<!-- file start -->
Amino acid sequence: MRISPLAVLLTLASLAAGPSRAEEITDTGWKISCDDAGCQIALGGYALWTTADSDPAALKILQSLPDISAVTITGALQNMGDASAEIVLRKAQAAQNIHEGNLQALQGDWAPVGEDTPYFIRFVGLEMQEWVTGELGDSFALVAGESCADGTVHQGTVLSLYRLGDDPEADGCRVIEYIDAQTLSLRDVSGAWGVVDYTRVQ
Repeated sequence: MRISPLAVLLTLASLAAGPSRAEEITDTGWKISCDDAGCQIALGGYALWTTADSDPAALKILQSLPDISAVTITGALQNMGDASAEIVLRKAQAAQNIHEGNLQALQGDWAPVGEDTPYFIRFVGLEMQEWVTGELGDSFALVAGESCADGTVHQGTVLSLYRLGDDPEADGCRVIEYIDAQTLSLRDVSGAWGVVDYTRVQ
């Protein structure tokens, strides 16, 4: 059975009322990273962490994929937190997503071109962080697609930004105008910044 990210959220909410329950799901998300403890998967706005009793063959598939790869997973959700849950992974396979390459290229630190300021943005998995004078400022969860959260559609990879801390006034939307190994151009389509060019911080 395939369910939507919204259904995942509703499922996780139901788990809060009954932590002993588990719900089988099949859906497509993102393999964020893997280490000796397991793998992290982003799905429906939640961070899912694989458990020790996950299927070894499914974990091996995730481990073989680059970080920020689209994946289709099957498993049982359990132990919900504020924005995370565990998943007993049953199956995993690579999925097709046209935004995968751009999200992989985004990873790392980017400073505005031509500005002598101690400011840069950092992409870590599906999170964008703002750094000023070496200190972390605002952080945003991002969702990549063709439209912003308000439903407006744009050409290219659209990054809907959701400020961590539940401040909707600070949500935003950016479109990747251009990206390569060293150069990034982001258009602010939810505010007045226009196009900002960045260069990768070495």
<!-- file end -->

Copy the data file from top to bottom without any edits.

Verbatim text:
Amino acid sequence: MRISPLAVLLTLASLAAGPSRAEEITDTGWKISCDDAGCQIALGGYALWTTADSDPAALKILQSLPDISAVTITGALQNMGDASAEIVLRKAQAAQNIHEGNLQALQGDWAPVGEDTPYFIRFVGLEMQEWVTGELGDSFALVAGESCADGTVHQGTVLSLYRLGDDPEADGCRVIEYIDAQTLSLRDVSGAWGVVDYTRVQ
Repeated sequence: MRISPLAVLLTLASLAAGPSRAEEITDTGWKISCDDAGCQIALGGYALWTTADSDPAALKILQSLPDISAVTITGALQNMGDASAEIVLRKAQAAQNIHEGNLQALQGDWAPVGEDTPYFIRFVGLEMQEWVTGELGDSFALVAGESCADGTVHQGTVLSLYRLGDDPEADGCRVIEYIDAQTLSLRDVSGAWGVVDYTRVQ
């Protein structure tokens, strides 16, 4: 059975009322990273962490994929937190997503071109962080697609930004105008910044 990210959220909410329950799901998300403890998967706005009793063959598939790869997973959700849950992974396979390459290229630190300021943005998995004078400022969860959260559609990879801390006034939307190994151009389509060019911080 395939369910939507919204259904995942509703499922996780139901788990809060009954932590002993588990719900089988099949859906497509993102393999964020893997280490000796397991793998992290982003799905429906939640961070899912694989458990020790996950299927070894499914974990091996995730481990073989680059970080920020689209994946289709099957498993049982359990132990919900504020924005995370565990998943007993049953199956995993690579999925097709046209935004995968751009999200992989985004990873790392980017400073505005031509500005002598101690400011840069950092992409870590599906999170964008703002750094000023070496200190972390605002952080945003991002969702990549063709439209912003308000439903407006744009050409290219659209990054809907959701400020961590539940401040909707600070949500935003950016479109990747251009990206390569060293150069990034982001258009602010939810505010007045226009196009900002960045260069990768070495």